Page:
The first part of this
two-part blog, published last month, explored the fundamental ideas of money.
Here are some key things to bear in mind as we continue our exploration of this
endlessly fascinating subject.
- Money is a universal
token (metal coins and paper bills) having a value that is expected, but not guaranteed, to be stable over time and is trusted by the people. This trust is usually established by a national government issuing and standing behind its currency (dollars, euros, francs, kroners, pounds, pesos, etc.).
- Money is a great
facilitator of exchange transactions (buying and selling), the core of
- Money has no intrinsic
value. Even when money is equated with silver or gold, the value of money can
fluctuate with the prices of these metals.
- Money must move
quickly and seamlessly from one place to another in today’s largely integrated
worldwide society, which was not previously the case in local, largely isolated
In short, to a large extent, the
legitimacy and value of money is whatever a national government says it is.
A strategic inflection point is a time in the life of business when its fundamentals are about to change. That change can mean an opportunity to rise to new heights. But it may just as likely signal the beginning of the end.
—Andrew S. Grove, Only the Paranoid Survive (1988)
In the late 1960s Intel sniffed the winds of change and made a dramatic decision to build microprocessors instead of random access memory, RAM. Former Intel CEO Andy Grove describes this abrupt change in Intel’s strategy as an inflection point. As we know from mathematics, the coordinates of an inflection point are where a curve changes direction—typically from up to down or the reverse. In the case of young Intel, the RAM business was no longer profitable, and yet, the profitability of microprocessor chips was totally unknown. It was a choice between dying along with the RAM market or possibly dying with an unproven product in a non-existent market. We now know Grove was right, but he could have been wrong. Such is the life of an entrepreneur.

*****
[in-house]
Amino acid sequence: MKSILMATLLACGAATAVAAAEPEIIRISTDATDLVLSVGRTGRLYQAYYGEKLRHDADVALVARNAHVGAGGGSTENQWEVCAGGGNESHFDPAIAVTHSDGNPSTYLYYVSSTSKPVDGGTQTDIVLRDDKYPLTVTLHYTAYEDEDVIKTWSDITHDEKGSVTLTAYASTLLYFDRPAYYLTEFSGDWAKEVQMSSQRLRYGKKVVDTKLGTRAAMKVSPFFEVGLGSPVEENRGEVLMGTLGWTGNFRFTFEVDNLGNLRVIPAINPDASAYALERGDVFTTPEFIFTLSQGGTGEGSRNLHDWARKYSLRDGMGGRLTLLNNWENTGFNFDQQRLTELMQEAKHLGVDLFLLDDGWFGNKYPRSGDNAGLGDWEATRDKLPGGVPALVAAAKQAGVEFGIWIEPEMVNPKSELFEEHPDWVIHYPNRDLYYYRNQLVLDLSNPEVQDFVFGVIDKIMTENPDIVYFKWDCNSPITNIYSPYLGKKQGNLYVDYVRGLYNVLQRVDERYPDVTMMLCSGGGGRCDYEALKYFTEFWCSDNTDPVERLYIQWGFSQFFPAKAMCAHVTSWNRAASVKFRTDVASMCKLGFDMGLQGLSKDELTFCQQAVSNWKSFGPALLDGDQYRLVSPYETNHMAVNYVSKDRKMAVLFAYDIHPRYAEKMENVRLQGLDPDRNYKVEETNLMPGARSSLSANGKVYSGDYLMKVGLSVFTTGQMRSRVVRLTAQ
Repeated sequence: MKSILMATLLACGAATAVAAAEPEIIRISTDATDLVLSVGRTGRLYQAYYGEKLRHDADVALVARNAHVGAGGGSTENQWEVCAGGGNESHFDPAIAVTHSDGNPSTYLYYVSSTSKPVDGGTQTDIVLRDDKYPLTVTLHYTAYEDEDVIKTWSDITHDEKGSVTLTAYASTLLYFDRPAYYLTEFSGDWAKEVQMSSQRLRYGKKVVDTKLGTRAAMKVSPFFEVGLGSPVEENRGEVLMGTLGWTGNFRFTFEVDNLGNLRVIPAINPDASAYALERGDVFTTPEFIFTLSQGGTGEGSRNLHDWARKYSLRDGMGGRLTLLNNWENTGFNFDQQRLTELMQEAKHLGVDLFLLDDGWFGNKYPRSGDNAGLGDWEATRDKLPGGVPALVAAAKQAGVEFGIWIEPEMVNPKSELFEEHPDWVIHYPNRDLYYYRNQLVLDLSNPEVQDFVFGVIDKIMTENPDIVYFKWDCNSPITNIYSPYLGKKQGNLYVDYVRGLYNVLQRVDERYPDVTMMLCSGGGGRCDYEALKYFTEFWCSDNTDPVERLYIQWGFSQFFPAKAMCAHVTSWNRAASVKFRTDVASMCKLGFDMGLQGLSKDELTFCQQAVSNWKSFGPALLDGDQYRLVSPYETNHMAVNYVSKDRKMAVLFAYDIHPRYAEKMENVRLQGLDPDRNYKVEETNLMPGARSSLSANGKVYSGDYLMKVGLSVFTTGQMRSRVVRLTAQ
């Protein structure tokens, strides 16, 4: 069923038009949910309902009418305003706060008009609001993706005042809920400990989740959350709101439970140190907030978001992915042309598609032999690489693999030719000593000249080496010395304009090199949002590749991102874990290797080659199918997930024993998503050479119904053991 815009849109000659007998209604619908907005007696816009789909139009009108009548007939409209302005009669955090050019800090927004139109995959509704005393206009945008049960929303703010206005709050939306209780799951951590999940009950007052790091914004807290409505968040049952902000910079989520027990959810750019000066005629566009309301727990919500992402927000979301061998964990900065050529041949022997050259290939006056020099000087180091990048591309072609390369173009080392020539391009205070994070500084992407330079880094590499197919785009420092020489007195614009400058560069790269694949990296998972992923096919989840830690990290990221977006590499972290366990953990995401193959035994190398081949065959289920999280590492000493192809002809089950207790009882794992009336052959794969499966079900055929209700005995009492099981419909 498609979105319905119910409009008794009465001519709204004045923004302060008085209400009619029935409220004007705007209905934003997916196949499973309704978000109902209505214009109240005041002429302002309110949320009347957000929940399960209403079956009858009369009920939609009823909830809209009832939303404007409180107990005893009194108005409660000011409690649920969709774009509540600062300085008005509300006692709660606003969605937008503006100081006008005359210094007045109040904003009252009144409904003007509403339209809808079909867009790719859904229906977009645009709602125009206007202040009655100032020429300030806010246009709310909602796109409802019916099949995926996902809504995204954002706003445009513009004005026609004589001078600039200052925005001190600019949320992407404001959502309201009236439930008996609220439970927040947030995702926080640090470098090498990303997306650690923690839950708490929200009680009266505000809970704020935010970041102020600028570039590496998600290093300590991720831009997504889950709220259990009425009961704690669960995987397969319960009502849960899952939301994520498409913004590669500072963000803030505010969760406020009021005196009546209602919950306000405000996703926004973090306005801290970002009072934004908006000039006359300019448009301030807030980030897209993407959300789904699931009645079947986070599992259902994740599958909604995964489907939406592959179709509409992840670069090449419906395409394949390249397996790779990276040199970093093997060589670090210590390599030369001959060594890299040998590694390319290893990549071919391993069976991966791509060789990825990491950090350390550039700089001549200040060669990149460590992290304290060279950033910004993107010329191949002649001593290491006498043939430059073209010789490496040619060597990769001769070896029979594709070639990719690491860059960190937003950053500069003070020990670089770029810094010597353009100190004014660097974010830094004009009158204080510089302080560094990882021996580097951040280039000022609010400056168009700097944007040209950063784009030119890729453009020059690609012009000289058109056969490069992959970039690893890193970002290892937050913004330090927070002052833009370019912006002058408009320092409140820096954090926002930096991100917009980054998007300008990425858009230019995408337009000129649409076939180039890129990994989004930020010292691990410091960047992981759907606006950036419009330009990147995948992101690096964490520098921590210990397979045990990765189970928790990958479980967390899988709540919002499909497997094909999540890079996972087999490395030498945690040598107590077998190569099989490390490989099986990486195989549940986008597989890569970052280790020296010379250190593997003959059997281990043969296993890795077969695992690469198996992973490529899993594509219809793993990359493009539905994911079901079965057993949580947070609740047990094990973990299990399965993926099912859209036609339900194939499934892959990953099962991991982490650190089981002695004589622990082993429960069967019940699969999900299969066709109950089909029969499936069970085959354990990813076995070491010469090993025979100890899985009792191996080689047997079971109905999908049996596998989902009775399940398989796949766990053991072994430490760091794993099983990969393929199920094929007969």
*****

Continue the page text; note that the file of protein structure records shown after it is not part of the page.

It has been 50 years since Intel’s inflection point was recognized and then mostly forgotten. But the company and the industry it grew up with is facing another inflection point—the demise of Dennard scaling—the 1974 rule that the power consumption of CMOS chips remains constant as transistors are scaled down in size. Continue reading
There’s a widely accepted principle about technology adoption. When a new technology is introduced, people are aware of it and learn how to use it. After a while, people come to embody the practices of using it well and are no longer aware of it. It is just part of our world. We no longer notice how we ever lived without it. Some say this principle is characteristic of the computer age. However, this did not originate with computers. It has always been the case with revolutions in daily life. Those who see the revolution taking place are unlikely ever to forget it. Those who see only the effects of the revolution often don’t fully recognize and appreciate it. I call examples of this phenomenon “extraordinary ordinary things.” For me, the most undervalued extraordinary ordinary thing is the elevator. Continue reading
Spaghetti code is not getting any respect. Software experts denigrate it; coding classes avoid it like the plague; and when students go out into the world, they spend inordinate amounts of time trying to follow their mentors’ instructions. This unalloyed disparagement of spaghetti code is unfortunate, because we owe so much to it. Continue reading